I was recently involved in a car accident. Unfortunately, since it was my first accident, I was scatter-brained and anxious. What I did not realize at the time was that the actions you take immediately after the accident can affect a personal injury case and the outcome of that case. I wanted to find a way to share my experiences and mistakes with other. Since the Internet is so popular, I figured this would be a great way to do so. While you likely aren't planning on being in an accident soon, if you are, hopefully you remember some of the tips I share on this website.
After a loved one has passed away, it can be difficult to know where to turn for help. In many cases, a lot can be done to keep some assets out of probate. Probate can tie up assets for months if they are included with the filing. Read on to find out several ideas that could keep a vehicle out of probate.
Title Adjustments and Transfers
In some cases, almost anyone can be added to the title before the owner passes away. Then it becomes a simple matter of removing the name of the deceased from the title. This is usually accomplished by presenting a death certificate at your local probate or tax office. Things work the same way if there is a surviving spouse. Even if the surviving spouse's name is not listed on the title ahead of time, the title can be transferred to the spouse without it having to go thorough probate. In most states, this type of transfer is possible even if the deceased did not specifically mention it in a will or trust.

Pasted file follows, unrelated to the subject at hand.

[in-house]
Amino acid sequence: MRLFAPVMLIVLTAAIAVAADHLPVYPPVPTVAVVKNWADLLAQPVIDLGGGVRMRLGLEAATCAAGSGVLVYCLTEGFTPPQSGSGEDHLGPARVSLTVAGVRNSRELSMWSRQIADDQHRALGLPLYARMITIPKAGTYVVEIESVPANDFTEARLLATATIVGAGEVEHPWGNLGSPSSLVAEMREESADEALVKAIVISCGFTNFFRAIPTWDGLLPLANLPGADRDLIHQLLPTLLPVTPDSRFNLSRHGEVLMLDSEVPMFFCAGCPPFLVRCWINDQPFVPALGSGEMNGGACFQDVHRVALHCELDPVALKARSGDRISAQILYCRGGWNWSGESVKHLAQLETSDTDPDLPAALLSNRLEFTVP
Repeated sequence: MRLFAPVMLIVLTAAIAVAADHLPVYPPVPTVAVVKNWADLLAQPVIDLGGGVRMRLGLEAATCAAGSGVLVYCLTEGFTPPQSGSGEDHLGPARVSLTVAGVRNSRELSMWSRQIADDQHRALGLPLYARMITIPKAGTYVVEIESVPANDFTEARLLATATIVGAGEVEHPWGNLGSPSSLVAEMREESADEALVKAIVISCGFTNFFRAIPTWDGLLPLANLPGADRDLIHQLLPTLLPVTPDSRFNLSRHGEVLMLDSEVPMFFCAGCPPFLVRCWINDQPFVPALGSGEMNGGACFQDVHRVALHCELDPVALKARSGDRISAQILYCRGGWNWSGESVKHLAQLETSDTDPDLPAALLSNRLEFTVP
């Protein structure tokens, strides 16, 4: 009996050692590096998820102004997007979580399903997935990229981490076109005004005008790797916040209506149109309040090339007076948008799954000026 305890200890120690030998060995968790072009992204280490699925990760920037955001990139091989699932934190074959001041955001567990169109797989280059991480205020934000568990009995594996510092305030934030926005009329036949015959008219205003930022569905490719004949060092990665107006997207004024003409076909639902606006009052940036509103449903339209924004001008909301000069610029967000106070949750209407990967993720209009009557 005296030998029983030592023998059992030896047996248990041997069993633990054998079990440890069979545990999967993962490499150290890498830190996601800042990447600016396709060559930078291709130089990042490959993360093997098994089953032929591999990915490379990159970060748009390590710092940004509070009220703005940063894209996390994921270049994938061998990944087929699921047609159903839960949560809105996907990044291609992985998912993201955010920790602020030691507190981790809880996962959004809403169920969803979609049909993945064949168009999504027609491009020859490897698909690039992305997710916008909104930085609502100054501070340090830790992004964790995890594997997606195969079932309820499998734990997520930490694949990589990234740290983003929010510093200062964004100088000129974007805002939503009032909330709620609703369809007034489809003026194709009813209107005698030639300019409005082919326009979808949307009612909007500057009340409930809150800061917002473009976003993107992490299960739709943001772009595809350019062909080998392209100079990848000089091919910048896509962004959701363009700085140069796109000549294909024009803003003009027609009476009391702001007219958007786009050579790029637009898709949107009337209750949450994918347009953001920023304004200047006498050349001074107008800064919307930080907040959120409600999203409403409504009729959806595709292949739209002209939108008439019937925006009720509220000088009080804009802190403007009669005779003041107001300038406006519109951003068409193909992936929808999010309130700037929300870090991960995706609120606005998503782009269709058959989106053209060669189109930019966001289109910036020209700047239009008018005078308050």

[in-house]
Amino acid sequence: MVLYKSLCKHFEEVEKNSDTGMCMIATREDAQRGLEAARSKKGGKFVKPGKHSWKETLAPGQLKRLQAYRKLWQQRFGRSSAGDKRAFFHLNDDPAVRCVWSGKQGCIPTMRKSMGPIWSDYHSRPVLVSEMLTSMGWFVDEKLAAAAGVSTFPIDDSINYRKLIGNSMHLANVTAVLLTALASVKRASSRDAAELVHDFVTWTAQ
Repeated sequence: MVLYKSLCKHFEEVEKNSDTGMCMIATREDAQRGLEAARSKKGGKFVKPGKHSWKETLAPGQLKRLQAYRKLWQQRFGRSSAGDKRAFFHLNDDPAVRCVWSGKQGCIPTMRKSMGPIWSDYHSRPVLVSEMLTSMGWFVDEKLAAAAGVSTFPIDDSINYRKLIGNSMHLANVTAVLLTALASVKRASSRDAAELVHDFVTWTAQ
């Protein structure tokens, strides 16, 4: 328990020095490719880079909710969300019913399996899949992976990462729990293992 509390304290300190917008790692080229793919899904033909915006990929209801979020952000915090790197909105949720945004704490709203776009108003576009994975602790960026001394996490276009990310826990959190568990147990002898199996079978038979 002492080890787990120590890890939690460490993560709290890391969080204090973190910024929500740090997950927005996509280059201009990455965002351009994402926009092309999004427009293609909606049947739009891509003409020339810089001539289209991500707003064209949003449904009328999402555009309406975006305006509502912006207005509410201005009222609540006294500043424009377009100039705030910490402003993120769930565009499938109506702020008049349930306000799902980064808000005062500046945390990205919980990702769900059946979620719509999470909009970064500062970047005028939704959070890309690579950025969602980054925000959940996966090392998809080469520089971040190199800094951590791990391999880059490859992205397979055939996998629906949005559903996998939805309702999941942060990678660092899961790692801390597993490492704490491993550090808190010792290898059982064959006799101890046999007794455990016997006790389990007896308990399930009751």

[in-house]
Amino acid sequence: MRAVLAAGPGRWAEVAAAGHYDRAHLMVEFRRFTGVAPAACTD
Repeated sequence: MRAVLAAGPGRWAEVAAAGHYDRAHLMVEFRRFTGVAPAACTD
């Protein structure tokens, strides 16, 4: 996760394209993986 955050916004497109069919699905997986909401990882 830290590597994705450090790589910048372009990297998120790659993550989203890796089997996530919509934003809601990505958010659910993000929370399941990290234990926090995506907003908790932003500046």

Using an Affidavit
Another slightly more complex way to avoid probate when dealing with vehicles is to use an affidavit. If there is no surviving spouse but other relatives, such as adult children, exist, they may use this method to transfer the title depending on the wording of the will. Speak with your local probate office or attorney about the forms needed, but many of them can be downloaded from your county or state website. Also needed is a death certificate and the vehicle's title.
The affidavit must be signed by all the beneficiaries. This form allows them to take ownership of the vehicle from the estate. Then, the vehicle title is used to transfer ownership of the vehicle to the beneficiaries (often on the back of the title). The vehicle can be owed by all the beneficiaries, some of the beneficiaries, or someone else entirely. If an outside party is to own the vehicle, be sure to create a bill of sale signed by all the beneficiaries. Once the new title is ready, it will be mailed to the new owner of the vehicle. Keep in mind that most vehicle title offices require proof of auto insurance to obtain a registration and tags.
It's important to take into consideration the wording of the will or trust. If the vehicle was mentioned, for example, in a trust, then whoever inherits it is determined by the trust. Trusts take precedence over anything mentioned in a will. If no will exists, probate may need to be complete before any assets can be dealt with. Speak to someone in probate law about this issue for verification.